October is Domestic Violence Awareness Month. In his 2016 proclamation President Barack Obama said it was a time to “shine a light on this violation of the basic human right to be free from violence and abuse.”
It is important to “shed a light “ on domestic abuse because it is a complicated issue made even more complicated by myths and misconceptions.
For example, some people think that domestic abuse is mostly something that happens in private, or that it always involves physical violence. On the contrary, domestic abuse can and does occur in public and often doesn’t involve violence.
I know this first-hand. For several years in the '90s I worked in retail at a local shopping mall. While there, I saw a surprising number of acts of domestic abuse. Two examples particularly stuck with me.
One involved a new female employee—I’ll call her Jane—who was scheduled to start work on Tuesday, my day off. I came in on Wednesday and noticed her name was no longer on the schedule. I asked my store manager what had happened.
He explained that Jane had indeed started work the day before. A few hours into her shift her boyfriend came into the store and started berating her, his voice growing louder and louder. Then he slapped her and stormed off. Jane began to cry. The manager quickly ushered her into the stock room and locked the door. He asked what had happened. She said her boyfriend was upset that she was working with men and helping male shoppers. The manager started to call mall security to file a report. Jane stopped him, forced a smile and said, “Don’t bother. I’ll just quit.”
Obviously, physically assaulting someone is abuse. But not all abuse is physical. It can be subtler.
The other example had to do with another woman I worked with. I’ll call her Jill. She was smart and funny, and we often chitchatted during slow periods. I noticed her boyfriend would often sit on a bench outside the store staring at her for what seemed like very long periods of time. Eventually I asked Jill what exactly he was doing.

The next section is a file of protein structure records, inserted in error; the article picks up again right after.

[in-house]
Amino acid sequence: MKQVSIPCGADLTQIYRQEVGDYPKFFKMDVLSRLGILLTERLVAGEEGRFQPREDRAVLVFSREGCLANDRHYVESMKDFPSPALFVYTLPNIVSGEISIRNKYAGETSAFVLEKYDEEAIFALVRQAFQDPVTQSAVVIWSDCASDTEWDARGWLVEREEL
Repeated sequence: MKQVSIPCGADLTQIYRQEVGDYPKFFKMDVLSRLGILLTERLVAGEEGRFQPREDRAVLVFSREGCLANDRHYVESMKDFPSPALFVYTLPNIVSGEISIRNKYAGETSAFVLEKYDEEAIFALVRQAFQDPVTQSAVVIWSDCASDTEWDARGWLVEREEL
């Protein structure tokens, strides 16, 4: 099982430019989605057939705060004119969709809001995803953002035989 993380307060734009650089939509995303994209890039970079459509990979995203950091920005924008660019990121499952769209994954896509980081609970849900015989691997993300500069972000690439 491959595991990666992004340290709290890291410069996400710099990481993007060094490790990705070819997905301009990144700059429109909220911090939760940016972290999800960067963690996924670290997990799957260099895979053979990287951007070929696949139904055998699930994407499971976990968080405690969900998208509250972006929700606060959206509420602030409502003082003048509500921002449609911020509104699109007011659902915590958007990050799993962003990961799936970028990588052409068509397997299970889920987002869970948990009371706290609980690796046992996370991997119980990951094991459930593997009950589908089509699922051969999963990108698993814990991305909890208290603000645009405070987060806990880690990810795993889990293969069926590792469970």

It turns our Jill’s boyfriend didn’t like her associating with male customers or co-workers either. He was watching to make sure she didn’t get too friendly with any men. It occurred to me that he often saw Jill and I talking. Didn’t that qualify as “too friendly”?
“Not really,” she said. “I told him you were gay.”
That irritated me. Not the gay thing; I’m no homophobe and am pretty fabulous for a straight guy. No, I was irritated for two specific reasons.
One, I didn’t like the fact Jill somehow thought it was necessary to protect me. I can take care of myself.
More importantly, I hated that Jill was in an abusive relationship. Even though there was no physical violence (at least none that I was aware of), Jill’s boyfriend displayed some classic signs of an abuser as described by the National Coalition Against Domestic Violence. These signs included:
• Extremely controlling behavior
• Sabotage or obstruction of the victim's ability to work or attend school
• Harassment of the victim at work
In the case of Jane’s abusive boyfriend, you could add the additional clear signs unrelated to his physical violence:
• Verbal abuse
• Demeaning the victim either privately or publicly
• Embarrassment or humiliation of the victim in front of others
(The National Coalition Against Domestic Violence’s complete list of signs of an abusive partner is available here.)
Sadly, I have seen many women (and a few men) in situations very similar to Jane and Jill’s. In cases such as Jill's where there are no obvious signs of physical violence, the abuse often goes unacknowledged, both by the victim and those around him or her. People are all too ready to disregard possessive, controlling behavior as acceptable. It isn't. I tried to explain that to Jill, to no avail.
If you or someone you know is in a domestic abuse situation, help and information is available at the National Domestic Violence Hotline.